Fall 2018 Kansas City Food Systems Leadership Retreat Recap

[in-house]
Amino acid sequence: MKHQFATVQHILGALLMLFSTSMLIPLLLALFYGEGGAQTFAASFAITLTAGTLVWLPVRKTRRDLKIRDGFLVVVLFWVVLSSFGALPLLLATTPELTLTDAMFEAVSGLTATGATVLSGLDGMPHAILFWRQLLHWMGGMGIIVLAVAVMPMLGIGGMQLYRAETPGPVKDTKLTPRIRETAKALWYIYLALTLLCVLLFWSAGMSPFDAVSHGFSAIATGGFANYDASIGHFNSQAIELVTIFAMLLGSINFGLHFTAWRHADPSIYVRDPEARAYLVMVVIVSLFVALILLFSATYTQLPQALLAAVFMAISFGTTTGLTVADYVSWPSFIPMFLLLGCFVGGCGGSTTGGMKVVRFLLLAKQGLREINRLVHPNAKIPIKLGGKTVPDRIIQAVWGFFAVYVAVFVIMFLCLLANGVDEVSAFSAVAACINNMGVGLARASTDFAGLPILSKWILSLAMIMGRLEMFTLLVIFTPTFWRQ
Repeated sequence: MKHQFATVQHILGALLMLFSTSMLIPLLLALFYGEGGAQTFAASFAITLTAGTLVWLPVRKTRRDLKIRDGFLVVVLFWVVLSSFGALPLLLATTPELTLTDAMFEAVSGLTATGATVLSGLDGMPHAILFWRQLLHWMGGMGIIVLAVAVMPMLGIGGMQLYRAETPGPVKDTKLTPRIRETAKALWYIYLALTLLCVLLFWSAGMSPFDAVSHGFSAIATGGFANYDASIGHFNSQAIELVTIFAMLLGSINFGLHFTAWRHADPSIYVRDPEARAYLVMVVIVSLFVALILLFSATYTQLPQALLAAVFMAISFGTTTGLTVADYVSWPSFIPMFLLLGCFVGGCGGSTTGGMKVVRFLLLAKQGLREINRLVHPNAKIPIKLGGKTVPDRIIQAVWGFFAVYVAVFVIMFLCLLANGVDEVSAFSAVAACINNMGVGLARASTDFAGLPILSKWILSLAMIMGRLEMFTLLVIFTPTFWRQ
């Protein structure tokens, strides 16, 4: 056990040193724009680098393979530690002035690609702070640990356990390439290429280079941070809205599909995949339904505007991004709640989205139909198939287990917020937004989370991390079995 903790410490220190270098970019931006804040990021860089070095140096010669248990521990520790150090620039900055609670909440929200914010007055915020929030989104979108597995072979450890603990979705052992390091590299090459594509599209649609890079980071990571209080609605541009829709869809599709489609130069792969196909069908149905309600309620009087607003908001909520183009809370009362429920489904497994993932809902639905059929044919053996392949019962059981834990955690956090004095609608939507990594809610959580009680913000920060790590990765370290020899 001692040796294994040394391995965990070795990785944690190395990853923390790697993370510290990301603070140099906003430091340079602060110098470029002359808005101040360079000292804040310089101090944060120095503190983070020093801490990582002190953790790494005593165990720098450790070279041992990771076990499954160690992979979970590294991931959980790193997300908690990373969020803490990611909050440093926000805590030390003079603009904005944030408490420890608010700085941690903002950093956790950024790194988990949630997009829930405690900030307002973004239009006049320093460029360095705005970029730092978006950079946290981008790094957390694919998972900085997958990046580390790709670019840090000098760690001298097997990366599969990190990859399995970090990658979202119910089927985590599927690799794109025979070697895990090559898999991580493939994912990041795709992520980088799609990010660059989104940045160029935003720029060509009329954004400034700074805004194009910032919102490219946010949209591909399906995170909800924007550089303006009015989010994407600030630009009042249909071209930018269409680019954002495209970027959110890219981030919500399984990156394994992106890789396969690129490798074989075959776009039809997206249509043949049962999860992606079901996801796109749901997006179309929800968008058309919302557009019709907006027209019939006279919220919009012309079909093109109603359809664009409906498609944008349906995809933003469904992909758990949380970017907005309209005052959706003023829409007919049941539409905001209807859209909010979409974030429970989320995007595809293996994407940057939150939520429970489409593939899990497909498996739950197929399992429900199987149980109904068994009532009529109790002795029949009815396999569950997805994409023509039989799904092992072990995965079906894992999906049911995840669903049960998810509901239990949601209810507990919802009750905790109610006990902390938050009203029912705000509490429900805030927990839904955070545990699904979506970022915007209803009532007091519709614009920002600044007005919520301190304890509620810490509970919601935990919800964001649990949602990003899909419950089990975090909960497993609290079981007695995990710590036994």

Hey FSLN! We hosted our second Food Systems Leadership Retreat of 2018 at the end of October in Kansas City, MO and wanted to share with you some of the highlights. But first, you might be wondering…what are these retreats all about? The Food Systems Leadership Retreat is a 2.5 day convening for food systems leaders that seeks to strengthen our collective ability to re-imagine and effectively create change at scale in our food system. This isn’t a typical leadership course! During this retreat, we’re focusing on systems leadership—the ability to create collective leadership. Collective leadership isn’t embodied in one person alone. It’s when a large group of people harmonize their vision for the future they want to create and align their actions so that the sum of what they do together exceeds what any one person can do alone. As leaders in our communities, we need a unique set of skills to foster and activate that kind of collective will and action. During the retreat, we focus on the three distinct but interconnected skills of system leaders: the ability to see and understand the whole system we are trying to change (systems thinking); the ability to get others to really talk and listen to what matters (facilitation of reflection and dialogue); and the ability to shift from problem-solving to creating the future we want to see (leading from the future). When we embody these skills, we are better able to meaningfully engage our communities in the process of transformative change and collectively create the world we want to live in. It’s a tall order, but the results of this approach to leadership are truly profound. We’ve been developing this retreat curriculum for the past year and half in partnership with Joseph McIntyre, Founding Principal of 10 Circles and co-founder of the Academy for Systems Change (https://www.academyforchange.org/). Our first Leadership Retreat was piloted out last fall (2017) in Detroit and, what began as a 1.5-day, action-packed intensive, has since become a 2.5-day, action-packed retreat. Through participant feedback, we continue to improve and modify the agenda and curriculum – we’re excited to engage with participants to help guide the next evolution of the retreat. More on evals below! Okay, so what all did we get up to in Kansas City?! During this retreat, co-facilitated by Joseph McIntyre and Christina Garza of the Social Change Institute, we were joined by 24 food systems leaders from across the middle part of the country and a few outliers (Oregon and Massachusetts!) at the Heartland Retreat Center in Kansas City, MO. Much of the first day was spent connecting with each other and learning tools like the Iceberg Model and Balancing Loops that can assist us as we seek to see – and diagnose – the system we are operating in. That evening the group went into Kansas City for a dinner and evening panel at Thelma’s Kitchen, a “donate-what-you-can-pricing” restaurant that seeks to transform Troost Avenue in KC from a dividing line to a gathering place. Over a delicious meal made from local produce donations, participants heard from local leaders about the successes and challenges they’re facing as they work towards creating a more equitable food system. Major thanks to the panelists for sharing your wisdom and time with us: • Tina Khan and Kolia Souza, Center for Engagement and Community Development, Kansas State University (https://www.k-state.edu/cecd/) • Dre Taylor, Nile Valley Aquaponics (http://nilevalleyaquaponics.com/) • Katherine Kelly, CultivateKC (https://www.cultivatekc.org/) • Emily Brown, Food Equality Initiative (https://foodequalityinitiative.org/) • Katie Nixon, West Central Missouri Community Action Agency (https://wcmcaa.org/) On Day Two the morning began with a Learning Journey to Nile Valley Aquaponics hosted by Dre Taylor (yep, from our dinner panel!) to hear more about his experience creating a mentorship program, an urban aquaponics farm, and a true sense of community in his neighborhood. As conveners, we tried to stick to our timeline, but as you can imagine, it was difficult pulling people away from such a dynamic place and individual! That afternoon participants dug into facilitation of community dialogue, the power of good questions, and Peer Coaching, a method of problem solving and reflection that can be used for personal and community groups. In fact, retreat participants have found Peer Coaching to be so useful that we now facilitate optional Peer Coaching sessions following the retreat. It just so happens that this retreat fell around Halloween, and Dia de los Muertos/Day of the Dead. On the evening of Day Two, one of the facilitators, Christina, offered to share her personal experience and relationship with Dia de los Muertos and how it can relate to our journey as food systems leaders. This was a great session that offered not only insight into Dia de los Muertos, but provided space for each of us – facilitators, conveners, and participants - to reflect internally on what we need to let go of and who we need to honor as we continue our leadership journeys. The activity closed with a group dialogue where we put our facilitation skills into practice by soliciting questions from each other. We wrapped up the evening around a bonfire, enjoying the crisp fall weather and the inspiring and comforting company of our peers. During the final morning session, we took a reflective look within ourselves to examine our deepest aspirations in this work. Joseph and Christina offered tools to help guide us as we act on our aspirations and design the change we wish to see. As conveners, we hope participants left the retreat with new tools for their toolbox and new relationships to feed their soul as we work together towards systems change. So, to wrap up, it was a busy few days where participants got a taste of the change underway in Kansas City, were introduced to and practiced new tools, and connected with peers. As the evaluations continue to come through, it’s clear we’ll continue to evolve the curriculum (more time for active engagement with the content and with each other!), but we’ll close this story with a few takeaways participants have shared with us about their experience: • “We all have our superpowers and super-weaknesses—it’s important to reflect on these and use them to build authentic, impact-oriented relationships for change.” • “There were so many tools that we learned that will help to reshape how I approach my work, so I really appreciated the practical aspects of what we learned.” • “It affirmed a lot of things I’d been thinking, but also brought to light some things I needed to hear again.” • “I was dangerously close to burn out again, and this was exactly what I needed to push me through.” Thank you to all of the KC Leadership Retreat participants for coming together and being part of this experience. As conveners, we continue to be inspired by the amazing work you all do in your communities and are truly honored to support you in your efforts. Questions about the content or about future retreats? Check out the Food Systems Leadership Retreat page or contact us at FSLNinfo@winrock.org with any questions.